After taking on the title role in his new movie "Jobs,"Ashton Kutcher, 35, admits he got so into the character of Steve Jobs that it forced him into the emergency room early on in the filming process.
Kutcher not only developed an uncanny resemblance to the Apple founder, he also took on Jobs' diet, namely a fruitarian diet from the book the "Mucusless Diet Healing System," where most sugars are cut out.
"[The book] talked about the value of grape sugar and that was probably the only pure sugar you could have in your body," Kutcher told reporters during a "Jobs" press conference today in New York City. "I think the guy who wrote that book was pretty misinformed. My insulin levels got pretty messed up and my pancreas kind of went into some crazy, the levels were really off and it was painful. I didn't know what was wrong."
In addition to the dietary changes, Kutcher lost 18 pounds for the role and personified Jobs in various other ways, getting deep into who the man was other than just in the public eye.
"I started consuming the things that he consumed, I started studying entrepreneurs he admired, listening to the music he listed to, eating the food he ate and walking the way he walked," Kutcher said. "He'd go for a walk when he wanted to have a meeting with someone and I just started doing that and started walking without shoes on and wearing Birkenstocks and going for one-hour walks every day."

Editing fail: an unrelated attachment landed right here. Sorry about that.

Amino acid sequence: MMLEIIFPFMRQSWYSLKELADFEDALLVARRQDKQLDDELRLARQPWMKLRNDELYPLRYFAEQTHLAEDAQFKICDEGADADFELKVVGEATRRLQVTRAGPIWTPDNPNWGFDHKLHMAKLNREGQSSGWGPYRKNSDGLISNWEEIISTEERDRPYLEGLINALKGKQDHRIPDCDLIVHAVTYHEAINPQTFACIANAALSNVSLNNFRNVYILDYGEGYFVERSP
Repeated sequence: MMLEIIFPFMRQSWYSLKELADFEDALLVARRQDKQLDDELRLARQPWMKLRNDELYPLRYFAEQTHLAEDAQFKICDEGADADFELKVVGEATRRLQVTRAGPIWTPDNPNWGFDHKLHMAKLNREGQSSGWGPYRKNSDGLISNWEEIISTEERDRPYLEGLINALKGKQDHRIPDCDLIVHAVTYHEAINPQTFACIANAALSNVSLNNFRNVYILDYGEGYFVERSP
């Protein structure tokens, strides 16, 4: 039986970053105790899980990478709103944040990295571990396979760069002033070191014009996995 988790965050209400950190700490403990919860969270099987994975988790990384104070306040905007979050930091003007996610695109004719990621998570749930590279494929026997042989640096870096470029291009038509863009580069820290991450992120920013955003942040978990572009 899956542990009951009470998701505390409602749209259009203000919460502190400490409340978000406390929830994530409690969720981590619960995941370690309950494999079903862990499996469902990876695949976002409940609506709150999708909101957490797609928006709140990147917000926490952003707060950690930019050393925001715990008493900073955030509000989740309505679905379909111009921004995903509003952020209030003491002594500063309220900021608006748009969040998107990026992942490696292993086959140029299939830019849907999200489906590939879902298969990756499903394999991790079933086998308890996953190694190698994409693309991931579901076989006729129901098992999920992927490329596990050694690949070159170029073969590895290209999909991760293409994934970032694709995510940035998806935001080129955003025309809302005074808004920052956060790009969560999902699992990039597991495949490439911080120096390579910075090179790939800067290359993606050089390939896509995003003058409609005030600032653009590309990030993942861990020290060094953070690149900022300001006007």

Walking like Jobs wasn't easy for the former "That 70s Show" star, who said it shocked his body to mirror someone else's steps.
"It was uncomfortable but I think it served a purpose," he said.
Jobs was known to be very demanding on his employees, something that Kutcher defended.
"There were some things that Steve Jobs' approach seemed very blunt and unkind," Kutcher said. "However, it was that same blunt discernment that allowed him to create the amazing products he created."
Kutcher added that a demand for perfection, like Jobs had, led the world to have the products from Apple like the iPhone and iPad that it takes for granted.
"[Products where] my 7-year-old nephew can do Face Time," he said. "And my 80-year old grandmother is a member of a private social network called Path and she shares photos and recipes with the family."